1 Thessalonians 4:3-8 "For this is the will of God, even your sanctification, that ye should abstain from fornication: That every one of you should know how to possess his vessel in sanctification and honour; Not in the lust of concupiscence, even as the Gentiles which know not God: That no man go beyond and defraud his brother in any matter: because that the Lord is the avenger of all such, as we also have forewarned you and testified. For God hath not called us unto uncleanness, but unto holiness. He therefore that despiseth, despiseth not man, but God, who hath also given unto us his holy Spirit."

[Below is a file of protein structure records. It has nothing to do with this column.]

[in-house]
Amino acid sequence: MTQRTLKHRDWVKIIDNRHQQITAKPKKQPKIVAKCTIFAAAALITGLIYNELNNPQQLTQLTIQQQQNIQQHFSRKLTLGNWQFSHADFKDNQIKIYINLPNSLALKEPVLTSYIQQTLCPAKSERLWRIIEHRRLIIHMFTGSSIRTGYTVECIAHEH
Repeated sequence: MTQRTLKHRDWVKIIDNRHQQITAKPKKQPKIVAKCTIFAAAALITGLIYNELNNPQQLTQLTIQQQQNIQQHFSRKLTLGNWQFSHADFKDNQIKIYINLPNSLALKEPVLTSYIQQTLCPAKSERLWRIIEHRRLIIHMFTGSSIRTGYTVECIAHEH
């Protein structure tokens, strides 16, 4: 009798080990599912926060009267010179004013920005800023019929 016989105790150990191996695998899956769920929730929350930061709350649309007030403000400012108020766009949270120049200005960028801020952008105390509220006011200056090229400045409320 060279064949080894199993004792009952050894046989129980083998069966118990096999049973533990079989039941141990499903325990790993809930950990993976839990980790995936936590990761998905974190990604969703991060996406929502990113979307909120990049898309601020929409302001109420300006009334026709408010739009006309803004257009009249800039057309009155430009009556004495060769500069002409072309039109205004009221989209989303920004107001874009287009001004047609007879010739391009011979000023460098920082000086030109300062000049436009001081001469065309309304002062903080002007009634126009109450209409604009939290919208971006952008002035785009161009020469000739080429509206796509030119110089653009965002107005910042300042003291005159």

Matthew 7:21-23; 25:14-46 "Not every one that saith unto me, Lord, Lord, shall enter into the kingdom of heaven; but he that doeth the will of my Father which is in heaven. Many will say to me in that day, Lord, Lord, have we not prophesied in thy name? and in thy name have cast out devils? and in thy name done many wonderful works? And then will I profess unto them, I never knew you: depart from me, ye that work iniquity." ... "For the kingdom of heaven is as a man travelling into a far country, who called his own servants, and delivered unto them his goods. And unto one he gave five talents, to another two, and to another one; to every man according to his several ability; and straightway took his journey. Then he that had received the five talents went and traded with the same, and made them other five talents. And likewise he that had received two, he also gained other two. But he that had received one went and digged in the earth, and hid his lord's money. After a long time the lord of those servants cometh, and reckoneth with them. And so he that had received five talents came and brought other five talents, saying, Lord, thou deliveredst unto me five talents: behold, I have gained beside them five talents more. His lord said unto him, Well done, thou good and faithful servant: thou hast been faithful over a few things, I will make thee ruler over many things: enter thou into the joy of thy lord. He also that had received two talents came and said, Lord, thou deliveredst unto me two talents: behold, I have gained two other talents beside them. His lord said unto him, Well done, good and faithful servant; thou hast been faithful over a few things, I will make thee ruler over many things: enter thou into the joy of thy lord. Then he which had received the one talent came and said, Lord, I knew thee that thou art an hard man, reaping where thou hast not sown, and gathering where thou hast not strawed: And I was afraid, and went and hid thy talent in the earth: lo, there thou hast that is thine. His lord answered and said unto him, Thou wicked and slothful servant, thou knewest that I reap where I sowed not, and gather where I have not strawed: Thou oughtest therefore to have put my money to the exchangers, and then at my coming I should have received mine own with usury. Take therefore the talent from him, and give it unto him which hath ten talents. For unto every one that hath shall be given, and he shall have abundance: but from him that hath not shall be taken away even that which he hath. And cast ye the unprofitable servant into outer darkness: there shall be weeping and gnashing of teeth. When the Son of man shall come in his glory, and all the holy angels with him, then shall he sit upon the throne of his glory: And before him shall be gathered all nations: and he shall separate them one from another, as a shepherd divideth his sheep from the goats: And he shall set the sheep on his right hand, but the goats on the left. Then shall the King say unto them on his right hand, Come, ye blessed of my Father, inherit the kingdom prepared for you from the foundation of the world: For I was an hungred, and ye gave me meat: I was thirsty, and ye gave me drink: I was a stranger, and ye took me in: Naked, and ye clothed me: I was sick, and ye visited me: I was in prison, and ye came unto me. Then shall the righteous answer him, saying, Lord, when saw we thee an hungred, and fed thee? or thirsty, and gave thee drink? When saw we thee a stranger, and took thee in? or naked, and clothed thee? Or when saw we thee sick, or in prison, and came unto thee? And the King shall answer and say unto them, Verily I say unto you, Inasmuch as ye have done it unto one of the least of these my brethren, ye have done it unto me. Then shall he say also unto them on the left hand, Depart from me, ye cursed, into everlasting fire, prepared for the devil and his angels: For I was an hungred, and ye gave me no meat: I was thirsty, and ye gave me no drink: I was a stranger, and ye took me not in: naked, and ye clothed me not: sick, and in prison, and ye visited me not. Then shall they also answer him, saying, Lord, when saw we thee an hungred, or athirst, or a stranger, or naked, or sick, or in prison, and did not minister unto thee? Then shall he answer them, saying, Verily I say unto you, Inasmuch as ye did it not to one of the least of these, ye did it not to me. And these shall go away into everlasting punishment: but the righteous into life eternal." (He does not ask them what they believed; he does not ask them if they read the Bible, prayed, and went to church.)